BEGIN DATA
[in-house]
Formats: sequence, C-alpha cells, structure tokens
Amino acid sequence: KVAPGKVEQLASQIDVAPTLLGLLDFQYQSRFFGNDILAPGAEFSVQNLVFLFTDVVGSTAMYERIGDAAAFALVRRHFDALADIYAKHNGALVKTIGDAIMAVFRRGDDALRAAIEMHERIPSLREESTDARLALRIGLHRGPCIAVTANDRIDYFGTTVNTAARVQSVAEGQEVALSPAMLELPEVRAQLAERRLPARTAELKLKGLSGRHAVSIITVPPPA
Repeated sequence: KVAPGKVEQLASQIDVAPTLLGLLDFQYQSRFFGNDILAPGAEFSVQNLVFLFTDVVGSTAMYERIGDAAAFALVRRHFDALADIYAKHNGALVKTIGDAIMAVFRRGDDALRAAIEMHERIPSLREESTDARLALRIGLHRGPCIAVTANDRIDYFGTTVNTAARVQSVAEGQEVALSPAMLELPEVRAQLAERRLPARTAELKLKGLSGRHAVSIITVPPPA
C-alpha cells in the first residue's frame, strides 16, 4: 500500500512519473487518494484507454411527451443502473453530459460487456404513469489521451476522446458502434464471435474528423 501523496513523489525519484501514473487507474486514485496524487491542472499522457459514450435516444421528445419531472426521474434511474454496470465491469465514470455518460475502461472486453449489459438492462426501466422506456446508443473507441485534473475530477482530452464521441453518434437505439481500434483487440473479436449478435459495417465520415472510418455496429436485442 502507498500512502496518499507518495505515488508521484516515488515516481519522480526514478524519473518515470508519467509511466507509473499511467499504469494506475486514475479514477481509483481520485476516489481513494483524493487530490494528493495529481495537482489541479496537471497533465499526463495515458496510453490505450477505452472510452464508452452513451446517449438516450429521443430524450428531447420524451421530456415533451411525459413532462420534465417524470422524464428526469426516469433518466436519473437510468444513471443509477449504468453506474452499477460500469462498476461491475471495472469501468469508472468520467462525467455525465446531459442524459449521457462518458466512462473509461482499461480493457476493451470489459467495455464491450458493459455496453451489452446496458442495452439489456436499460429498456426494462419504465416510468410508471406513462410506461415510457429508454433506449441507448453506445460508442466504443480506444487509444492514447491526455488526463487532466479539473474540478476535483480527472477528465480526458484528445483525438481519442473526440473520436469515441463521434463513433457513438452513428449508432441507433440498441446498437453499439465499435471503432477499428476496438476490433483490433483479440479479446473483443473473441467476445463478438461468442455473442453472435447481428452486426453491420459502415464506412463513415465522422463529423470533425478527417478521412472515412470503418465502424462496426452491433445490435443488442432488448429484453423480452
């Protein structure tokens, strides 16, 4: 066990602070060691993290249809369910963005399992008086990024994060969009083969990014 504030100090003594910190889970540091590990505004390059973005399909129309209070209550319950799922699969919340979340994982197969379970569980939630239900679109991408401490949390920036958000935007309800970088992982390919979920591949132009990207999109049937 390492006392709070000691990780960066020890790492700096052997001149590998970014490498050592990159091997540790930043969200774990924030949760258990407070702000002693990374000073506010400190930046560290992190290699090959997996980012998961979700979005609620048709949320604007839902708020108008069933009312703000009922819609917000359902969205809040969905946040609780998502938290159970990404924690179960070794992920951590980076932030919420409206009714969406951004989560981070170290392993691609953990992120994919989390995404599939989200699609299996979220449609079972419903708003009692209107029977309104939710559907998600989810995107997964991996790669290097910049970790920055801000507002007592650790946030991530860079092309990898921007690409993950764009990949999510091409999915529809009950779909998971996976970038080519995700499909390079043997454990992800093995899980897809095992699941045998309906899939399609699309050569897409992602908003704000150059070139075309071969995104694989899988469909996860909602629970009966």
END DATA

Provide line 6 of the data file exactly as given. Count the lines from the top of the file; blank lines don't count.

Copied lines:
């Protein structure tokens, strides 16, 4: 066990602070060691993290249809369910963005399992008086990024994060969009083969990014 504030100090003594910190889970540091590990505004390059973005399909129309209070209550319950799922699969919340979340994982197969379970569980939630239900679109991408401490949390920036958000935007309800970088992982390919979920591949132009990207999109049937 390492006392709070000691990780960066020890790492700096052997001149590998970014490498050592990159091997540790930043969200774990924030949760258990407070702000002693990374000073506010400190930046560290992190290699090959997996980012998961979700979005609620048709949320604007839902708020108008069933009312703000009922819609917000359902969205809040969905946040609780998502938290159970990404924690179960070794992920951590980076932030919420409206009714969406951004989560981070170290392993691609953990992120994919989390995404599939989200699609299996979220449609079972419903708003009692209107029977309104939710559907998600989810995107997964991996790669290097910049970790920055801000507002007592650790946030991530860079092309990898921007690409993950764009990949999510091409999915529809009950779909998971996976970038080519995700499909390079043997454990992800093995899980897809095992699941045998309906899939399609699309050569897409992602908003704000150059070139075309071969995104694989899988469909996860909602629970009966």